TURN left as you enter Tattoo: British Tattoo Art Revealed, and you will be led through the history of a venerable and flourishing folk art. Turn right and you will confront a wall of 100 disembodied forearms. They aren’t real, which is a nuisance for the artists who tattooed them – since silicone is nothing like as easy to work with as human skin – but a comfort for the rest of us.
Alice Snape, editor of Things & Ink magazine, curated this wall to showcase the range of work by today’s tattoo artists in the UK. But you really need to see the rest of the exhibition first. You need time to contemplate the problem Snape’s 100 Hands is there to solve, that this is an exhibition whose subject is entitled to wander off, and cover up.
There’s something frustratingly arch about tattooing. Tattooists jealously guard their stencilled designs (called “flashes”) even as they create pieces that, by their very nature, come with their own sales reps. Clients (perhaps influenced by 2005’s reality show Miami Ink) wax lyrical on the deeply personal stories behind their tats, then plaster photos of them all over Instagram.
Practitioners exploit their liminal status even while they bemoan their lack of recognition. In a show full of repeating figures and useful (though never intrusive) signposting, my favourites were the boards that tell you “what the papers said” at different times in history. Every generation, it seems, has come to the same startling realisation that “tattoos aren’t just for sailors”, yet the information never seems to stick. Tattooing is an art that does not want to be fully known.
The problem facing the show’s curators is: how do you define the limits of your enquiry? If the art has to be invited in, cajoled, reassured, even flattered into taking part, how do you stop shaky inclusion criteria from compromising objectivity?
Natural history solved the problem long ago. The rule used to be that if you wanted to study something you went out and shot it: the rifle was as much part of your kit as your magnifying glass. The Maoris of Polynesia, aware of the value Western visitors put on souvenirs, used to catch people, tattoo their faces, decapitate them and sell their heads to collectors. The draughtsman aboard Charles Darwin’s ship the Beagle had a travel box lined with the tattooed skin of dead Maori warriors.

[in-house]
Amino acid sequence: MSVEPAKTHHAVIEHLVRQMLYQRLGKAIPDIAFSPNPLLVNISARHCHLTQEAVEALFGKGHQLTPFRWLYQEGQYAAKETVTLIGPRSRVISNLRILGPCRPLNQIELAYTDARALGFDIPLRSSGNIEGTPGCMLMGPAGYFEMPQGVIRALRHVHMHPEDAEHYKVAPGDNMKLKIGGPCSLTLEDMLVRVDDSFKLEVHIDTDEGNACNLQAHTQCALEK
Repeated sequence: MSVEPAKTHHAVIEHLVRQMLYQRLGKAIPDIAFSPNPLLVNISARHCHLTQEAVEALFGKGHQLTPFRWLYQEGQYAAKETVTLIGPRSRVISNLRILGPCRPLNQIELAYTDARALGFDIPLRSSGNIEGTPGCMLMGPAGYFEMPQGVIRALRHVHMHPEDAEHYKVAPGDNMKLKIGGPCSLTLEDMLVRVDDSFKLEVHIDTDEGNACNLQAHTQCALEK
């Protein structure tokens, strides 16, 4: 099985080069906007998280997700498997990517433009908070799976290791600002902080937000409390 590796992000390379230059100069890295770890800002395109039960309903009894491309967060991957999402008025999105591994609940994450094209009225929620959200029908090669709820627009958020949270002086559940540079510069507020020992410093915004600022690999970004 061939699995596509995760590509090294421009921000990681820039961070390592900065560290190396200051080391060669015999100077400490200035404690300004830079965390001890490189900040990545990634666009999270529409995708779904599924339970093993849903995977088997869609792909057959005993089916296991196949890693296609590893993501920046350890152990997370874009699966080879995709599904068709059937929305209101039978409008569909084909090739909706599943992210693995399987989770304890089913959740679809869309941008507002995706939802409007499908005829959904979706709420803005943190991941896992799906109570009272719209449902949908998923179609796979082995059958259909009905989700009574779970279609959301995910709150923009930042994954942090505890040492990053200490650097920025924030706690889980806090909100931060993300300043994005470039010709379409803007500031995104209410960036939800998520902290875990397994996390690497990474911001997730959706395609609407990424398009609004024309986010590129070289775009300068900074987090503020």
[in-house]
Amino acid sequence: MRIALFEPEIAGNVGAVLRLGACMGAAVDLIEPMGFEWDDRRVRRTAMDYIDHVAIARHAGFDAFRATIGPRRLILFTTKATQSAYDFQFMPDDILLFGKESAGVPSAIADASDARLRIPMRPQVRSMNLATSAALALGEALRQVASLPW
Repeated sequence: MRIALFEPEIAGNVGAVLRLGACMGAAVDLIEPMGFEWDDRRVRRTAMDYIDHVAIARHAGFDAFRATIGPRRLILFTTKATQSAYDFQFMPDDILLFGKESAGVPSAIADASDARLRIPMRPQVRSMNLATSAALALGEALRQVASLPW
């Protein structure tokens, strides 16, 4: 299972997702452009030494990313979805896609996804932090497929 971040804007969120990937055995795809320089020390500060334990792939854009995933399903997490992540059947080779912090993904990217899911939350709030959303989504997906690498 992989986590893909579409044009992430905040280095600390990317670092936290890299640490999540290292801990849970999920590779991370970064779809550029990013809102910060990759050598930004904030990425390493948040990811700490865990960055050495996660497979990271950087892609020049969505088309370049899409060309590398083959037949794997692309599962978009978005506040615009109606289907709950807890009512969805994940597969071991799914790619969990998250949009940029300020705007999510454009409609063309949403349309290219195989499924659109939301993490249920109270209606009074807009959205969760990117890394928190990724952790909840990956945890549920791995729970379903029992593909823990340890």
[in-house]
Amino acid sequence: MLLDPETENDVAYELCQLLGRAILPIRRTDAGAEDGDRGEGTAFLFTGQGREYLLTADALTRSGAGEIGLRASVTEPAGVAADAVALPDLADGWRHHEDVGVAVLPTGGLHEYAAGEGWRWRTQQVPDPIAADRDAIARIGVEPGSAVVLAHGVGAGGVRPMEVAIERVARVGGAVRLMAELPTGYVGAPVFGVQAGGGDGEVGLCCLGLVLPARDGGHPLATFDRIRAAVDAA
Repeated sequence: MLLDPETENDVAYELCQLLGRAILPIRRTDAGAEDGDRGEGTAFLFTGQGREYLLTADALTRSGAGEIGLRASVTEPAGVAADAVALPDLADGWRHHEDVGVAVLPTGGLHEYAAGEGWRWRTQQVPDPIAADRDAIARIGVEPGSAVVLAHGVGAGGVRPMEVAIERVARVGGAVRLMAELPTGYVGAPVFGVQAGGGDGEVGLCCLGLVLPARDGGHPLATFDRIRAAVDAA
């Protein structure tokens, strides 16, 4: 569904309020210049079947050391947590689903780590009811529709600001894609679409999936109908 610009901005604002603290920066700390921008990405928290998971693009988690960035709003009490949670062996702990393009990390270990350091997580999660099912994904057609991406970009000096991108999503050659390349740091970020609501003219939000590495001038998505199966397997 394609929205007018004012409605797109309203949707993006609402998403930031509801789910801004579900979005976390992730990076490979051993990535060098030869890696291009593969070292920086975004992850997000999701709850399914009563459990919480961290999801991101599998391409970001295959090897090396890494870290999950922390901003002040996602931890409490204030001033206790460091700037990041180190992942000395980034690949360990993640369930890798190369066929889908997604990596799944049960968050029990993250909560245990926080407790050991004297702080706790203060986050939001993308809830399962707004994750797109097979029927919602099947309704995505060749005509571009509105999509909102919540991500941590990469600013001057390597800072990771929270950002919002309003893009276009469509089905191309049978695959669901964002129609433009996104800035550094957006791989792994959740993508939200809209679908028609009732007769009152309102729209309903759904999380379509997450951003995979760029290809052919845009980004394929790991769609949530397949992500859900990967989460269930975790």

These days the tattooed collect themselves. Geoff Ostling, for one, has arranged for his heavily (and beautifully) tattooed skin to go to the National Gallery of Australia after he dies. Gemma Angel, an adviser to this exhibition, spent her doctoral study among the 300 or so items in the Wellcome Collection’s archive of human skin, and she reckons there’s a growing interest in post-mortem tattoo preservation.
It is to this exhibition’s great credit that it takes no time at all to find a voice pinpointing exactly what is so discomforting about this idea. In a cabinet of personal testimonies I find this remark by a Catherine Marston: “Tattoo is an art form but I don’t think they should be collected because when a person dies they die too. You hear of some really weird designers that use skin that’s cut afterwards, once they die then that goes on display. I think that diminishes the whole idea of a tattoo. It’s art with a time zone rather than timeless.”
Such voices are valuable here because even this democratic, eclectic exhibition can’t quite capture the shuddering intimacy of the form it celebrates. Tattoos are not just artworks, they are also performances. Getting a tattoo hurts just enough to make you dizzy, and lodges that intimate moment in your memory.
Though the art is the point of the show, it would not work nearly so well without the artefacts it has borrowed from working tattooists and from the Science Museum in London. People make tattoo guns out of virtually anything that vibrates. The first machines were made out of Victorian doorbells. You can salivate at images all you like, but nothing gets under the skin like a doorbell-based tattoo gun once wielded by Johnny Two-Thumbs of Hong Kong.